Mario Cucinella Architects’ San Raffaele Hospital breaks down Milan’s smog while optimizing daylighting for patient privacy and energy efficiency. Opened in January, the 40,000-square-meter (430,550-square-foot) building is home to research, teaching, and clinical activity, with facilities dedicated to specialized care and 284 inpatient beds. Rising ten stories, the hospital serves as a new home to a medical campus whose buildings date from the 1970s and 1980s.
The building’s plan is largely rectangular, its circulation is optimized to minimize the distances between critical care facilities. The architects also focused on maximizing site lines between staff and patient areas, allowing for hospital workers to monitor patient needs more effectively. This was not done at the expense of privacy, however; there are still dedicated spaces for patients and visitors varying by privacy needs. Rooms for visitors to meet with patients were designed to be more homely, with interiors that feel less clinical and locations near corners—providing for greater views of the exterior.
Daylighting was an important consideration throughout the building, in relation to both patient privacy and energy performance. Understanding the “draining” impacts of artificial light on patients and workers who spend extended periods of time in the hospital, the architects sought to bring in as much natural light as possible, and reserved the rooftop for a garden that is accessible to patients. The facade design was integral in achieving the balance of privacy needs while also maximizing daylight.
Despite its more straightforward floorplan, the faces of the building curve—similar to sails on a ship—coming to points on each corner. The sinuous form, combined with the materials’ white and blue hues, garner the building’s nickname of “iceberg.” The mass of the building appears cloud-like above the ground floor podium, whose shape was designed to resemble “a bridge raised above the base on metal stilts,” according to the architects. This plinth-like base was constructed with earth-colored tiles, creating a “chromatic contrast” with the white, low-thickness porcelain fins on the hospital’s upper floors.
As the architects explained, the material separation between the ground floor and upper levels, apart from an aesthetic contrast that emphasizes the fins’ iceberg effect, is reflective of the hospital’s operations. The ground floor is home to Italy’s largest emergency room, and a surgical block that extends into the basement. The upper floors are more focused on patient care and comfort rather than highly advanced medical needs, making them more suitable for the daylight filtered by the ceramic louvers.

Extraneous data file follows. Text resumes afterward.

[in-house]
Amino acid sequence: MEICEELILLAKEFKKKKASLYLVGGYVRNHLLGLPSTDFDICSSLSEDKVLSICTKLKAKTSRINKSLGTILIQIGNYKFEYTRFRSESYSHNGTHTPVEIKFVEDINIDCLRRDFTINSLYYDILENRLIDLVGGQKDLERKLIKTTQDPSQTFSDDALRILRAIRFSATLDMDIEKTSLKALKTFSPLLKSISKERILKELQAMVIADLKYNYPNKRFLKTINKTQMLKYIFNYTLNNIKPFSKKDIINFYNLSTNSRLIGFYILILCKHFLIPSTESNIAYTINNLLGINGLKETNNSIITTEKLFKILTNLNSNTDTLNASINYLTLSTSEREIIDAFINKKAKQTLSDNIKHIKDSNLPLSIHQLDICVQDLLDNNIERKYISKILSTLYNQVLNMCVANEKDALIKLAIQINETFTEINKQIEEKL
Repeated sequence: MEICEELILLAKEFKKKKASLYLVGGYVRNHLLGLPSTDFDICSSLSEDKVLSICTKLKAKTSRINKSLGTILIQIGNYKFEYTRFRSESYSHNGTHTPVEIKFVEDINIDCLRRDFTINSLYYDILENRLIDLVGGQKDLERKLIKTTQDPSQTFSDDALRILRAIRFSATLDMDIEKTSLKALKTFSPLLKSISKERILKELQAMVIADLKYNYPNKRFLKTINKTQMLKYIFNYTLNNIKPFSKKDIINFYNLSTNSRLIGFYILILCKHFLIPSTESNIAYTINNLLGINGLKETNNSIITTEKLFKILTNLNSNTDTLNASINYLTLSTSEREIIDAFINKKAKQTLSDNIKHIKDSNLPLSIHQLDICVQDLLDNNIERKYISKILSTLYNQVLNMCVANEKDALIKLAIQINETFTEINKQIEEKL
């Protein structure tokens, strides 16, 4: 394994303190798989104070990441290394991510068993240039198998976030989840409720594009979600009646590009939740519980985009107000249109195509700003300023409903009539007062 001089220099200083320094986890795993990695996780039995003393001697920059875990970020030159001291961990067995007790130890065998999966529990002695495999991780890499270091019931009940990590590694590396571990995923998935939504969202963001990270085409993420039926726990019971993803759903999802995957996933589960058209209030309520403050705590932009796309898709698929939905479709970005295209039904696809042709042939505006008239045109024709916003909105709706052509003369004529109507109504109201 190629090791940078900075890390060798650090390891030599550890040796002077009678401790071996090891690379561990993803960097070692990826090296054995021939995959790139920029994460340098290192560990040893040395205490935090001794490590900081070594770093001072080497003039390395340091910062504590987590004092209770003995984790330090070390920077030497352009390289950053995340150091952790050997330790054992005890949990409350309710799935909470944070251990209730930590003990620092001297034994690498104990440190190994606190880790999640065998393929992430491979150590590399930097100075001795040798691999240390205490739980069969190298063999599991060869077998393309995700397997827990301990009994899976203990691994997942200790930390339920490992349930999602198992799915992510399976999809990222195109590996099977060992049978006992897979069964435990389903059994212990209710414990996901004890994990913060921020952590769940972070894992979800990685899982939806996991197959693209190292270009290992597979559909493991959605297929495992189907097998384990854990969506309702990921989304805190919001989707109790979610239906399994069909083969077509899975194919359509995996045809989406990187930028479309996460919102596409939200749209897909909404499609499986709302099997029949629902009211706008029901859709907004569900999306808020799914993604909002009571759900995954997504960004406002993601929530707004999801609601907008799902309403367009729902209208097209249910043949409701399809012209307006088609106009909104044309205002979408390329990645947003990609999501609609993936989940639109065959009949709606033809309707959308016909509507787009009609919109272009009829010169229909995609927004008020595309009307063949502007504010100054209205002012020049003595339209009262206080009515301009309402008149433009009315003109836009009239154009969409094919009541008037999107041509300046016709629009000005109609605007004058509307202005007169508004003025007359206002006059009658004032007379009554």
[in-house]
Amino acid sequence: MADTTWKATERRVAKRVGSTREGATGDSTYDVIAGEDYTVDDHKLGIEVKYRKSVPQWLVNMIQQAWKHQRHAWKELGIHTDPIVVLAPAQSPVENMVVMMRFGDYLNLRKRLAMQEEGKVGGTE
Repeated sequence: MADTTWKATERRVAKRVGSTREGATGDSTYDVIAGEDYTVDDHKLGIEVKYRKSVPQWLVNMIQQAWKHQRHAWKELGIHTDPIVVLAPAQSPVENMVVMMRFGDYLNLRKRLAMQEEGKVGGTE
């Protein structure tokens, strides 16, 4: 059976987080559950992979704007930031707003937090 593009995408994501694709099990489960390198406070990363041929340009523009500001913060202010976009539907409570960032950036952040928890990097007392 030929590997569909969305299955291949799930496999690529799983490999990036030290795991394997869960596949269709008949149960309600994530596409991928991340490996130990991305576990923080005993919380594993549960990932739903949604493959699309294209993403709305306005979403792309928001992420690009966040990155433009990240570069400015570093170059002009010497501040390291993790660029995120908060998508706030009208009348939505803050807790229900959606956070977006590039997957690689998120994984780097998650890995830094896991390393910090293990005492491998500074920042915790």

The choice of white for the fins was chosen as it “allows light to be modulated inwards, reducing glare from direct lighting,” as the architects explained. The team has originally considered using aluminum, but settled on porcelain as it is easier to maintain, more durable, and allowed for smog reduction technology. The ceramic louvers wrap the five uppermost floors, diffusing sunlight and reducing heat gain. The louvers vary in depth, and were designed to respond to the path of the sun. Mario Cucinella Architects’ research and development team simulated solar radiation, and staggered the vertical slats to minimize the sun’s effect and reduce glare, limiting the thermal energy on the glazed facade.
In addition to the healthcare provided inside of the building, the facade addresses exterior environmental health concerns. Titanium dioxide particles were inserted onto the surface of the porcelain louvers, which will break down smog particles with an antibacterial effect. The architects estimate that the titanium dioxide, which also conserves heat, will reduce the building’s energy consumption by 60 percent. The importance of the facade in defining the building’s relationship with its exterior environment—namely educing the building’s energy impact—was of particular importance to the architects.
While the focus of the facade is drawn to its fins, approximately 60 percent of the facade was finished with opaque insulation panels. The panels were fabricated with back-painted glass and an insulated back, and their transparent sections were shaded with a screen print. This contributed to the design intent that, as described by Mario Cucinella, sought “a building that needed very little energy for heating, retaining heat, and generating little thermal gain required very little cooling.”
The architects credit the collaborative effort behind the design and construction of the hospital as key to achieving the intended impact of the facade. As the iceberg image of the building was something that the architects “had in mind from the beginning,” coordination on the facade began in the initial stages of its design. Working with facade consultants and suppliers, mainly AZA Aghito Zambonini, throughout the project’s design and construction helped to ensure “the best possible realization,” in the words of the architects.